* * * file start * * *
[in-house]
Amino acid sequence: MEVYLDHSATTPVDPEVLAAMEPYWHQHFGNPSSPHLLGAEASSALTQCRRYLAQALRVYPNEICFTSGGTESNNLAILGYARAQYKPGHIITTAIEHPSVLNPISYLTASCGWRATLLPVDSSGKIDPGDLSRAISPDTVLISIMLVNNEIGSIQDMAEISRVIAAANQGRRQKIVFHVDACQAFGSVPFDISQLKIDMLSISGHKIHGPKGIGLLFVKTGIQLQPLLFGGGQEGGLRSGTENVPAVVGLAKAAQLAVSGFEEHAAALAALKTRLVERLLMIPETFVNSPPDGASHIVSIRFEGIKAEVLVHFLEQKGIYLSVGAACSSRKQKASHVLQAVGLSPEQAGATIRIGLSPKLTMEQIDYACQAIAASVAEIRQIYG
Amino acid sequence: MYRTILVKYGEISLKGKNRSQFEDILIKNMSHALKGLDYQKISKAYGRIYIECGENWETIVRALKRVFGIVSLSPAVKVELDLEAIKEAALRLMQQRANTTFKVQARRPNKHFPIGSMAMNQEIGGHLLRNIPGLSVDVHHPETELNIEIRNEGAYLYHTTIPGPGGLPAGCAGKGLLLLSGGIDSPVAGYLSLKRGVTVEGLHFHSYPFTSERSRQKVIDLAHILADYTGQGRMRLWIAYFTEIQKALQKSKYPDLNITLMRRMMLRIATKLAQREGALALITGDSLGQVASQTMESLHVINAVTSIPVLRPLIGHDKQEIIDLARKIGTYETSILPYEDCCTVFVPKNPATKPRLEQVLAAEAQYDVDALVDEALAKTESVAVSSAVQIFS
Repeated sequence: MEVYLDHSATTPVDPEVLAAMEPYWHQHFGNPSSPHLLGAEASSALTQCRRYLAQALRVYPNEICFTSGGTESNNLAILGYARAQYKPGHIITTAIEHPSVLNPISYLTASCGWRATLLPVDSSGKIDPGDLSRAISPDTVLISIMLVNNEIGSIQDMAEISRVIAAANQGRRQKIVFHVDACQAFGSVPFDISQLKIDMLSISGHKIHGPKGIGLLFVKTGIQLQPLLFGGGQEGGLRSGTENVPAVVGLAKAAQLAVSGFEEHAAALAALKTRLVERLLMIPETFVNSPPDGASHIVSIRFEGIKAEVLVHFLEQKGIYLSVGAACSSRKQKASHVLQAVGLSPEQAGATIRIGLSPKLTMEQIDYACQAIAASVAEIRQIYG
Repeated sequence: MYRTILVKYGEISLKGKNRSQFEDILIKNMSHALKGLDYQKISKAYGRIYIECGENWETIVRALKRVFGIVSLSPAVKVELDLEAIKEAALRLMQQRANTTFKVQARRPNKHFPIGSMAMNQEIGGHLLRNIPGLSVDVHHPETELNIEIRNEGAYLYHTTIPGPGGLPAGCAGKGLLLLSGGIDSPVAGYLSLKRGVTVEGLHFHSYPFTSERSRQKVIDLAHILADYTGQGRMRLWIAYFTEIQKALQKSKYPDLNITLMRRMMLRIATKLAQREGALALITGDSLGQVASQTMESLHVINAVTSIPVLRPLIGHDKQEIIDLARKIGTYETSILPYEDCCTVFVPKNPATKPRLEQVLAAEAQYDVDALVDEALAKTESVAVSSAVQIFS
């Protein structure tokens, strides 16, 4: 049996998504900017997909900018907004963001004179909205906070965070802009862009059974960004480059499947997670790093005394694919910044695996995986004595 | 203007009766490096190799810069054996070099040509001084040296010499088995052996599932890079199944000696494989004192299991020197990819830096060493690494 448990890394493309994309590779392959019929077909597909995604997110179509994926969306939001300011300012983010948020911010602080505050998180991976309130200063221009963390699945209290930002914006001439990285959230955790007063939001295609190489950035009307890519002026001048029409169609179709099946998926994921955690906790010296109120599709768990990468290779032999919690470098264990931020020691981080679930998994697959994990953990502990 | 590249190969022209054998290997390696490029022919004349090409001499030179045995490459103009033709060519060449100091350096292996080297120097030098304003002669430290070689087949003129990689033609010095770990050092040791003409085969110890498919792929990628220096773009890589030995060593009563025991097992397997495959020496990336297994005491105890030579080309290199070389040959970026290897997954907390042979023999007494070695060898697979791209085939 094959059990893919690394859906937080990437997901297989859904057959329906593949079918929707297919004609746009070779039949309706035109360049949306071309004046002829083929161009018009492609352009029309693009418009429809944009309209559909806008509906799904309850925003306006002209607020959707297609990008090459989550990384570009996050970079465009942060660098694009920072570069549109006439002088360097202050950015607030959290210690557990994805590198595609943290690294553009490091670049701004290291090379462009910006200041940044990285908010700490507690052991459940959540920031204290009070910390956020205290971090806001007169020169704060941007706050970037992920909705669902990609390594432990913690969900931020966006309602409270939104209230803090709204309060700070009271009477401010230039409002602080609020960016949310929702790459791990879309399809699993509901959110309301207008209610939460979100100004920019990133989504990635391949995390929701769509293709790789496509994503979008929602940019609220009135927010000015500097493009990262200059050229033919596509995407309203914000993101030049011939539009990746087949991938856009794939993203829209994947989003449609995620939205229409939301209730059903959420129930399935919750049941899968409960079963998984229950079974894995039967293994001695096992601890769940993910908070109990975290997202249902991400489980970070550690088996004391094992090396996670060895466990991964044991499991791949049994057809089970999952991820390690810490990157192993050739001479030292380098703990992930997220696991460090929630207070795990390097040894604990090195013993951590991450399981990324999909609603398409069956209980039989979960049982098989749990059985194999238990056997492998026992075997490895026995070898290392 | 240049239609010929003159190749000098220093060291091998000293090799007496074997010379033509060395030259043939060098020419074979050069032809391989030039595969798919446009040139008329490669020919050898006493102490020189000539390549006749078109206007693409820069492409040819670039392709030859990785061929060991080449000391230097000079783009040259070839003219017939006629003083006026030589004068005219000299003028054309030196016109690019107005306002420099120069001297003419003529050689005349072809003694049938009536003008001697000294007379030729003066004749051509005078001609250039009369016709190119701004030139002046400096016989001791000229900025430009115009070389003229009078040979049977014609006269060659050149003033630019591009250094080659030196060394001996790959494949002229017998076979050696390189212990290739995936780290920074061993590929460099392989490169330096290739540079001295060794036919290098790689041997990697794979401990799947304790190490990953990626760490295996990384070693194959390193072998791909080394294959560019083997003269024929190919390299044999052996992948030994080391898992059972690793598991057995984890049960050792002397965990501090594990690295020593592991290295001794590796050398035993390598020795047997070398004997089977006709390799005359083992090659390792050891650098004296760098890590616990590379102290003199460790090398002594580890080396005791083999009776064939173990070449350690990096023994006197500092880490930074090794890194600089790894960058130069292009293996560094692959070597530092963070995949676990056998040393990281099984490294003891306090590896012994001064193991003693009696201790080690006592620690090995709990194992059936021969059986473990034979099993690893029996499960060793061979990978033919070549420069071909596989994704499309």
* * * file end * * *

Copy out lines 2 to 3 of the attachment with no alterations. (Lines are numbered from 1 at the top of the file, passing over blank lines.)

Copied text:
Amino acid sequence: MEVYLDHSATTPVDPEVLAAMEPYWHQHFGNPSSPHLLGAEASSALTQCRRYLAQALRVYPNEICFTSGGTESNNLAILGYARAQYKPGHIITTAIEHPSVLNPISYLTASCGWRATLLPVDSSGKIDPGDLSRAISPDTVLISIMLVNNEIGSIQDMAEISRVIAAANQGRRQKIVFHVDACQAFGSVPFDISQLKIDMLSISGHKIHGPKGIGLLFVKTGIQLQPLLFGGGQEGGLRSGTENVPAVVGLAKAAQLAVSGFEEHAAALAALKTRLVERLLMIPETFVNSPPDGASHIVSIRFEGIKAEVLVHFLEQKGIYLSVGAACSSRKQKASHVLQAVGLSPEQAGATIRIGLSPKLTMEQIDYACQAIAASVAEIRQIYG
Amino acid sequence: MYRTILVKYGEISLKGKNRSQFEDILIKNMSHALKGLDYQKISKAYGRIYIECGENWETIVRALKRVFGIVSLSPAVKVELDLEAIKEAALRLMQQRANTTFKVQARRPNKHFPIGSMAMNQEIGGHLLRNIPGLSVDVHHPETELNIEIRNEGAYLYHTTIPGPGGLPAGCAGKGLLLLSGGIDSPVAGYLSLKRGVTVEGLHFHSYPFTSERSRQKVIDLAHILADYTGQGRMRLWIAYFTEIQKALQKSKYPDLNITLMRRMMLRIATKLAQREGALALITGDSLGQVASQTMESLHVINAVTSIPVLRPLIGHDKQEIIDLARKIGTYETSILPYEDCCTVFVPKNPATKPRLEQVLAAEAQYDVDALVDEALAKTESVAVSSAVQIFS